Here is the fourteenth installment of the 92 Resolutions. Again, because it is seriously long, I am parceling the resolutions out five at a time, and for interest’s sake, am providing biographical information on those mentioned by name in the document. Enjoy.
Taken from :
“The 92 Resolutions” taken from Statutes, Treaties and Documents of the Canadian Constitution, 1713-1929 (Toronto: Oxford University Press, 1930).
(notes my own)
61. Resolved, That the inhabitants of this country have just reason to fear that the claims made to the property of the seminary of St Sulpice, at Montreal, are attributable to the desire of the colonial administration, and its agents and tools, to hasten this deplorable state of things; and that His Majesty’s Government in England would, by re-assuring His faithful subjects on this point, dissipate the alarm felt by the clergy, and by the whole people without distinction, and merit their sincere gratitude.
62. Resolved, That it is the duty of this House to persist in asking for the absolute repeal of the said Tenures Act, and until such repeat shall be effected, to propose to the other branches of the Provincial Parliament such measures as may be adapted to weaken the pernicious effects of the said Act.
63. Resolved, That this House has learned with regret, from one of the said despatches of the Colonial Secretary, that His Majesty has been advised to interfere in a matter which concerns the privileges of this House; that in the case there alluded to, this House exercised a privilege solemnly established by the House of Commons, before the principle on which it rests became the law of the land; that this privilege is essential to the independence of this House, and to the freedom of its votes and proceedings; that the resolutions passed by this House on the 15th of February 1831, are constitutional and well-founded, and are supported by the example of the Commons of Great Britain; that this House has repeatedly passed bills for giving effect to the said principle, but these bills failed to become law, at first from the obstacles opposed to them in another branch of the Provincial Legislature, and subsequently by reason of the reservation of the last of the said bills for the signification of His Majesty’s pleasure in England, whence it has not yet been sent back; that until some bill to the same effect shall become law, this House persists in the said resolutions; and that the refusal of His Excellency, the present Governor in Chief [Matthew Whitworth-Aylmer, 5th Baron Aylmer, 1775-1850, see: http://www.biographi.ca/009004-119.01-e.php?&id_nbr=3723 ], to sign a writ for the election of a knight representative for the county of Montreal, in the place of Dominique Mondelet, esquire [1799-1863, see: http://www.biographi.ca/009004-119.01-e.php?&id_nbr=4605&interval=20&&PHPSESSID=h561970gou4f56jamemrkkadc3 ] whose seat has been declared vacant, is a grievance of which this House is entitled to obtain redress, and one which would alone have sufficed to put an end to all intercourse between it and the Colonial Executive, if the circumstances of the country had not offered an infinite number of other abuses and grievances against which it is urgently necessary to remonstrate.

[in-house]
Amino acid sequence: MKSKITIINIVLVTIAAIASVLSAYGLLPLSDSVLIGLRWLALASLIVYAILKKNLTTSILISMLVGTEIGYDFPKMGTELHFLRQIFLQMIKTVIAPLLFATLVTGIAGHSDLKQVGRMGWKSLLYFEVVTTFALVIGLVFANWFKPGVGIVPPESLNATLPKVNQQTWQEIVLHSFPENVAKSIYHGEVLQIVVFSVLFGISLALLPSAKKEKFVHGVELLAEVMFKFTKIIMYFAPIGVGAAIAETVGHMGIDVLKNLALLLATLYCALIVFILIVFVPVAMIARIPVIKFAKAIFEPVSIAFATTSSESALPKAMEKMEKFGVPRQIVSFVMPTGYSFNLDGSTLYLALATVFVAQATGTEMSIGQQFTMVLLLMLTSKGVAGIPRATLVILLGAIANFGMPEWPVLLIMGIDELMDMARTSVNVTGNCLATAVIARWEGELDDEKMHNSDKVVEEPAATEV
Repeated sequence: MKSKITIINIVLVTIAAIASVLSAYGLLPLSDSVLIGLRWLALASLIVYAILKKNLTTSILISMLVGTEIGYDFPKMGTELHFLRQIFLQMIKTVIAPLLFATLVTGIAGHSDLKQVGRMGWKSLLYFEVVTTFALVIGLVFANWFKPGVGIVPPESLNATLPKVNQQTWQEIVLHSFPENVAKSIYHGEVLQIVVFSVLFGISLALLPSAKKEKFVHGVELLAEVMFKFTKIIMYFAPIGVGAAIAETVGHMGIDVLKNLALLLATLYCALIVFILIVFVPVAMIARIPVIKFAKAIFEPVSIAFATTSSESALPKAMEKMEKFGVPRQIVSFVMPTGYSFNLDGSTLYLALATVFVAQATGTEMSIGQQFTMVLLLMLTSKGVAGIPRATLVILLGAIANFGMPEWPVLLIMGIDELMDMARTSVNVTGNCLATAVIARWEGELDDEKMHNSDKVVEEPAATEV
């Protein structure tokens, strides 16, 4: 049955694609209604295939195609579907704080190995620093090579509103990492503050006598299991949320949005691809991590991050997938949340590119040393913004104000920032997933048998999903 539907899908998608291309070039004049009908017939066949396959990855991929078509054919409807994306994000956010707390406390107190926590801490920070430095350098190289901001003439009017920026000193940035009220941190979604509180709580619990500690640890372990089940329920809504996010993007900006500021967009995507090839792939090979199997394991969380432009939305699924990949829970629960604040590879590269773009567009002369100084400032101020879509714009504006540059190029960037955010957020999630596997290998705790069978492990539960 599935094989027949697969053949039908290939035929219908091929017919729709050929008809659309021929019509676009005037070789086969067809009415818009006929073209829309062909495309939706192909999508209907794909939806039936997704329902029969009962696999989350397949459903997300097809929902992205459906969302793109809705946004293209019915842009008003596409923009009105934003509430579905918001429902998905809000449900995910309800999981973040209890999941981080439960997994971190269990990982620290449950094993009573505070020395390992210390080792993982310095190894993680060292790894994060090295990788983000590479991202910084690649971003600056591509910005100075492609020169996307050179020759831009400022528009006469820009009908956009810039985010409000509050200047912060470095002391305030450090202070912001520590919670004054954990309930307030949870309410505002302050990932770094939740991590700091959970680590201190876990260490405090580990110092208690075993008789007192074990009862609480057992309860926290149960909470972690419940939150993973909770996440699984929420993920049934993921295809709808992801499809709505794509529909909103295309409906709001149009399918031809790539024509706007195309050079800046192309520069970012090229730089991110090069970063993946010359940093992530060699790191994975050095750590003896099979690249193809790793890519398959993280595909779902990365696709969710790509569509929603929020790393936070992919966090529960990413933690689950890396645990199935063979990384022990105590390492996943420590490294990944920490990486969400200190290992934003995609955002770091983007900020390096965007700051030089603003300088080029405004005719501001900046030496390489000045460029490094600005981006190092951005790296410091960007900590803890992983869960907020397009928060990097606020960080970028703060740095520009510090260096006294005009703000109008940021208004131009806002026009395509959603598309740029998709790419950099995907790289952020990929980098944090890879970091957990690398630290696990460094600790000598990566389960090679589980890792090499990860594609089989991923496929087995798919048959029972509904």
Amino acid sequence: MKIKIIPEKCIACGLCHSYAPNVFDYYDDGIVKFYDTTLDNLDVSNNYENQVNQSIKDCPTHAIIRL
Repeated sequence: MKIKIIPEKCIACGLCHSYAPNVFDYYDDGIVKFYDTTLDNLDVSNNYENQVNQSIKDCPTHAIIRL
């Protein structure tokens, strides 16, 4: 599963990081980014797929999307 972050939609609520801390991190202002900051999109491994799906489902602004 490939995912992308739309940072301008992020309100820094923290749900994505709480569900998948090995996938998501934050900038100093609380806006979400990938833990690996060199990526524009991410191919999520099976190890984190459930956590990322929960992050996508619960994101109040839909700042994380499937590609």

64. Resolved, that the claims which have for many years been set up by the Executive Government to that control over and power of appropriating a great portion of the revenues levied in this province, which belong of right to this House, are contrary to the rights and to the constitution of the country; and that with regard to the said claims, this House persists in the declarations it has heretofore made.
65. Resolved, That the said claims of the Executive have been vague and varying; that the documents relative to the said claims, and the accounts and estimates of expenses laid before this House, have likewise been varying and irregular, and insufficient to enable this House to proceed with a full understanding of the subject on the matters to which they related; that important head of the public revenue of the Province, collected either under the provisions of the law or under arbitrary regulations, made by the Executive, have been omitted in the said accounts; that numerous items have been paid out of the public revenue without the authority of this House, or any acknowledgment of its control over them, as salaries for sinecure offices, which are not recognised by this House, and even for other objects of which, after mature deliberation, it had not deemed it expedient to appropriate any portion of the public revenue; and that no accounts of the sums so expended have been laid before this House.